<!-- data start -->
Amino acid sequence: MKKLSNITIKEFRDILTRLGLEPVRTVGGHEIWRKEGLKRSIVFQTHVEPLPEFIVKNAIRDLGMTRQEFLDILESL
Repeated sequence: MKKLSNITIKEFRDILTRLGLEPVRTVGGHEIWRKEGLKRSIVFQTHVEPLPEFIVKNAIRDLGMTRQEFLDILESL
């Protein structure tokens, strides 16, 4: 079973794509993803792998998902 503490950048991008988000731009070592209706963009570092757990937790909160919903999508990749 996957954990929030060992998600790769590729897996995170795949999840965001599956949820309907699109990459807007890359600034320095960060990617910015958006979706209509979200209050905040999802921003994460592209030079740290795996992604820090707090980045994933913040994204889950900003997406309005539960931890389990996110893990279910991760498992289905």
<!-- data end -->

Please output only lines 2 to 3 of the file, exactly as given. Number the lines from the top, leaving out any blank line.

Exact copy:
Repeated sequence: MKKLSNITIKEFRDILTRLGLEPVRTVGGHEIWRKEGLKRSIVFQTHVEPLPEFIVKNAIRDLGMTRQEFLDILESL
């Protein structure tokens, strides 16, 4: 079973794509993803792998998902 503490950048991008988000731009070592209706963009570092757990937790909160919903999508990749 996957954990929030060992998600790769590729897996995170795949999840965001599956949820309907699109990459807007890359600034320095960060990617910015958006979706209509979200209050905040999802921003994460592209030079740290795996992604820090707090980045994933913040994204889950900003997406309005539960931890389990996110893990279910991760498992289905």